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GSA trying innovative approaches to disposing of real property
Wednesday - 6/19/2013, 6:11pm EDT
Special to Federal News Radio
The General Services Administration isn't waiting for Congress to act to improve how quickly it can dispose of unused or underutilized federal properties.
In his Senate confirmation hearing Tuesday before the Homeland Security and Governmental Affairs Committee, GSA acting Administrator Dan Tangherlini said if confirmed, he's ready and willing to work with Congress to change the law governing disposal of federal property to make it less arduous.
"I think the three ingredients you need to cook anything up in Washington are there. You have a proposal from the administration, you have a version of the bill from the House and you have your own version of a bill here in the Senate," Tangherlini said. "So the question is can we work together going forward to coalesce around some basic principles. I think we all share the view that we need to more efficiently and effectively use these federal assets."
But in the meantime, Tangherlini told committee members that GSA is using its own office space as a test bed to maximize its use. Additionally, GSA is being creative in its approaches to dispose of other buildings in an attempt to reduce the federal footprint.
Tangherlini said agency has had multiple conversations with Housing and Urban Development Secretary Shaun Donovan and Office of Management and Budget policy officials about using federal buildings efficiently. He said an important aspect of doing so involved not only fully utilizing space, but also disposing of assets quickly when agencies are finished. He said GSA and Congress need to work together on such issues.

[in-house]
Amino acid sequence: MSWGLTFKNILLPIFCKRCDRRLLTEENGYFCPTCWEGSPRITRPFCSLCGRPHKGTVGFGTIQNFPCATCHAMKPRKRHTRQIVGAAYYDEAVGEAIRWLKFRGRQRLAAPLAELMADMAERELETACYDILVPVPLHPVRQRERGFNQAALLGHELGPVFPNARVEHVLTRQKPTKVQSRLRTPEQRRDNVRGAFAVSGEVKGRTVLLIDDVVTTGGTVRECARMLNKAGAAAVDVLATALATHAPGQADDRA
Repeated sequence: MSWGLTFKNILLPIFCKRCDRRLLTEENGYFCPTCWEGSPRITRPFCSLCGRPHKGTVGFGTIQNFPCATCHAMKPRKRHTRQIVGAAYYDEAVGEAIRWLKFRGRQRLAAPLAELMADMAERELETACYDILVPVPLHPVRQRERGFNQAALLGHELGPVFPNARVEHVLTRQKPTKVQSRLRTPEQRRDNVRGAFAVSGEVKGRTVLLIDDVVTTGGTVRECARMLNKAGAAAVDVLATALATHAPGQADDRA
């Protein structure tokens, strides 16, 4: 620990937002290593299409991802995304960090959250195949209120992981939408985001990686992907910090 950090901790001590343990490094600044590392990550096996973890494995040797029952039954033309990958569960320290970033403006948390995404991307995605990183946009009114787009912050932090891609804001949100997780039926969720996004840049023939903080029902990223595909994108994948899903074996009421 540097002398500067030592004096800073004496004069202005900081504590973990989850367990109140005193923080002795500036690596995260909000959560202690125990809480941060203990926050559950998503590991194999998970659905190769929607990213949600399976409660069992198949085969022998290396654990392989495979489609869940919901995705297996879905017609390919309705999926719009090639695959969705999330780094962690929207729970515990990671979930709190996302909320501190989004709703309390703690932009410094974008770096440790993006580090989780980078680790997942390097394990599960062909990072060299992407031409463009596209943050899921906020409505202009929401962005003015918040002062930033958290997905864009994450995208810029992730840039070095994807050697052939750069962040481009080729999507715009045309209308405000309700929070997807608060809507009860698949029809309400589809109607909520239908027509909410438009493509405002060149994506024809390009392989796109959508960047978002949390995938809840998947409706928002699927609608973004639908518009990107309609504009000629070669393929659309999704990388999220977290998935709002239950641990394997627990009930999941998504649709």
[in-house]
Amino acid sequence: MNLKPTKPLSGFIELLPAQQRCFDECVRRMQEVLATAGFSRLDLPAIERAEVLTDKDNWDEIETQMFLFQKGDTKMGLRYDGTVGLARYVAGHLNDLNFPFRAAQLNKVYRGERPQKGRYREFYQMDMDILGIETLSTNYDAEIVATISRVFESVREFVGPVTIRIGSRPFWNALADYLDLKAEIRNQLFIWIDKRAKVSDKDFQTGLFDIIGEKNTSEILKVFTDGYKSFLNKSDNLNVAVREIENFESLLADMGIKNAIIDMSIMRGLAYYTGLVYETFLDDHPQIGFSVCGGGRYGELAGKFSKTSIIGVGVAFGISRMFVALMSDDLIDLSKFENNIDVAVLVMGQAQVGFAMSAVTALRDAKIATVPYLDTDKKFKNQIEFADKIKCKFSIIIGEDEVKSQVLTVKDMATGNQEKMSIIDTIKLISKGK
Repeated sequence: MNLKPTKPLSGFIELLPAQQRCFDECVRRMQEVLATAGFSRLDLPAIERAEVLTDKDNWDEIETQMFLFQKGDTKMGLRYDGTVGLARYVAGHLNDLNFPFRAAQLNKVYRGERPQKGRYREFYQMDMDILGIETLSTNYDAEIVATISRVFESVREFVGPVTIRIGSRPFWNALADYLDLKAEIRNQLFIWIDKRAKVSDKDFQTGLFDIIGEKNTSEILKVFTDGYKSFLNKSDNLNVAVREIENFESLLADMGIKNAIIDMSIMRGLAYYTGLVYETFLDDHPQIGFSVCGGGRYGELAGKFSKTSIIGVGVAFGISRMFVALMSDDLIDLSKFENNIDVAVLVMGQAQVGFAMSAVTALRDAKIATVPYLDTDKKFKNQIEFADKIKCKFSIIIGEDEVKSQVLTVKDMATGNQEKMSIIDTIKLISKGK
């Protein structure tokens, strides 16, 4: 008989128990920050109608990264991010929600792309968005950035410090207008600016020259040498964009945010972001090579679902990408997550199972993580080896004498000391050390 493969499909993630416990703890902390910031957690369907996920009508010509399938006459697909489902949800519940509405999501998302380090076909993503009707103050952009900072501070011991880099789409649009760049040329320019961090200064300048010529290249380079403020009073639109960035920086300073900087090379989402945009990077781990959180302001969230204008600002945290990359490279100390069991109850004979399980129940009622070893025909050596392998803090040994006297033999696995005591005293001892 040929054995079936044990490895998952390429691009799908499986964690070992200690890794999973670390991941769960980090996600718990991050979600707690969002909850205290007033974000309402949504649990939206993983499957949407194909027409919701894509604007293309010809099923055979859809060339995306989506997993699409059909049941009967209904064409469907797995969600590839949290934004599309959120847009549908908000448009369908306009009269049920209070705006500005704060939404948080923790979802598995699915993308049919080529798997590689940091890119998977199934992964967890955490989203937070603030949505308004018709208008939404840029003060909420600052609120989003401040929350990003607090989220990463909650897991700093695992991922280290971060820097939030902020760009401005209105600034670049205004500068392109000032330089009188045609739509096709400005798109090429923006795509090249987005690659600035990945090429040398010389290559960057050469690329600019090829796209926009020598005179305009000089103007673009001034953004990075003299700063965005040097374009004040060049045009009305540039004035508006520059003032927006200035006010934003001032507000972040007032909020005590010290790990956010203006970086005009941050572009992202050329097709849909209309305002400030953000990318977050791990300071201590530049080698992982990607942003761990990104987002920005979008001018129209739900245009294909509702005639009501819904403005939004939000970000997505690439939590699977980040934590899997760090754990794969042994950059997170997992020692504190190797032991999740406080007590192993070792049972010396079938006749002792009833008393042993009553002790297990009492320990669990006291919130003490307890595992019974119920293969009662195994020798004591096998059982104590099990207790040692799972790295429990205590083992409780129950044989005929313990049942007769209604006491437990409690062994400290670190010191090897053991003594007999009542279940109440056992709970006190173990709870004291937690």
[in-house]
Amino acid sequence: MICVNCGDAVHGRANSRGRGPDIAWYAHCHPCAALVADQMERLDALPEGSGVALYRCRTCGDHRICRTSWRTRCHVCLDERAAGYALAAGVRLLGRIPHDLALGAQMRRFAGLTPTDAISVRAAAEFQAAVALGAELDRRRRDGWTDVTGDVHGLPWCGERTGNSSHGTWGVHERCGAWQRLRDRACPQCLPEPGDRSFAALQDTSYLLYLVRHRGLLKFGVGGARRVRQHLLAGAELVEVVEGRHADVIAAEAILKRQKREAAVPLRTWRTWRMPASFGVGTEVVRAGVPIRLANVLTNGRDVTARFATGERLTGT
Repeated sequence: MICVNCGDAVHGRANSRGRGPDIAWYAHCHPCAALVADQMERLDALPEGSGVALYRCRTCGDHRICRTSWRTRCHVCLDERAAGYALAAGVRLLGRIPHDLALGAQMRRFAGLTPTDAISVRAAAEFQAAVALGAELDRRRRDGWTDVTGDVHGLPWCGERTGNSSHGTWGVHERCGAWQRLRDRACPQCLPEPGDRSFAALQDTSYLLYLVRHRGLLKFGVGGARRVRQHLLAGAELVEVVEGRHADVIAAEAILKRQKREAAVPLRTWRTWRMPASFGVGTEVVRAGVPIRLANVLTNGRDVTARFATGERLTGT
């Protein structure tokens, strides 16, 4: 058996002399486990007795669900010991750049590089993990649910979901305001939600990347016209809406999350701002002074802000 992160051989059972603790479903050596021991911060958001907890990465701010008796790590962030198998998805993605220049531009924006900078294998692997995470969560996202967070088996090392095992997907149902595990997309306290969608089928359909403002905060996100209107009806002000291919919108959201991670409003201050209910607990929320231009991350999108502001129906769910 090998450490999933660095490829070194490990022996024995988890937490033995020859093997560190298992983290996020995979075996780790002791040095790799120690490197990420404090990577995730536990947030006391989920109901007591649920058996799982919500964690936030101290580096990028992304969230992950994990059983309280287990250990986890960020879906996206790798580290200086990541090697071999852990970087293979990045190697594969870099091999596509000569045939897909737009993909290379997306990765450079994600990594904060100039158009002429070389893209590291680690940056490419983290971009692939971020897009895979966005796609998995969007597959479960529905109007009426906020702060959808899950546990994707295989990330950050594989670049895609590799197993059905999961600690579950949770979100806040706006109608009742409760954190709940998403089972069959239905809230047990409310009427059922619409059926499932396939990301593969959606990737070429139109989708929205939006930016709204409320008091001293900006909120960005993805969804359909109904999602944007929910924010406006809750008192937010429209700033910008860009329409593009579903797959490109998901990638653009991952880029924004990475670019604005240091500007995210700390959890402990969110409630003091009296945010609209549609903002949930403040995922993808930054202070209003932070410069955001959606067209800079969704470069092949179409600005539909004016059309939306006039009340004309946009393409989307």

There also is a push for agencies to ensure no one else has the need for an asset before they dispose of it, as well as discerning whether an asset could be of use to the homeless. Tangherlini said that while he and others are continuing to work on legislation for these issues, there still is much that can be done under current authorities to dispose of assets quickly and thoughtfully.
As an example, Tangherlini pointed to GSA's recent request for proposals in cooperation with NASA, to lease out historic Hangar One, located at Moffett Field in California. According to the RFP, qualified entities would lease limited airfield use in exchange for badly needed renovations of Hangar One. Tangherlini said this is a case of working with the private sector.
"Here we're taking an asset that we can't afford to do the next bit of maintenance on, that isn't fully utilized, and we're asking the private sector if they could partner with us to get the historic preservation investment made," Tangherlini said.
GSA offered similar opportunity through a recent request for information (RFI) for the current FBI headquarters. GSA would like to look at the option to exchange the current headquarters, which cannot fully meet the needs of the FBI, for a new or partly new headquarters.
In addition to the efficient disposal of assets, Tangerhlini said GSA wants to minimize the federal footprint by maximizing the potential of office space. He said that the agency uses its own headquarters to exhibit modern techniques.
"As we've demonstrated in our own headquarters building, you can get nearly twice as many people into a standard federal office building by implementing more modern mobile office approaches," Tangherlini said.
These approaches include "hoteling," a system in which employees can rent desk space, as well as eliminating single offices and using more collaborative spaces. Tangherlini said that the GSA has reduced its footprint significantly, boasting 140 square foot per person; however, the openness and lighting in the office keep employees from feeling cramped.
Cogan Schneier is an intern with Federal News Radio
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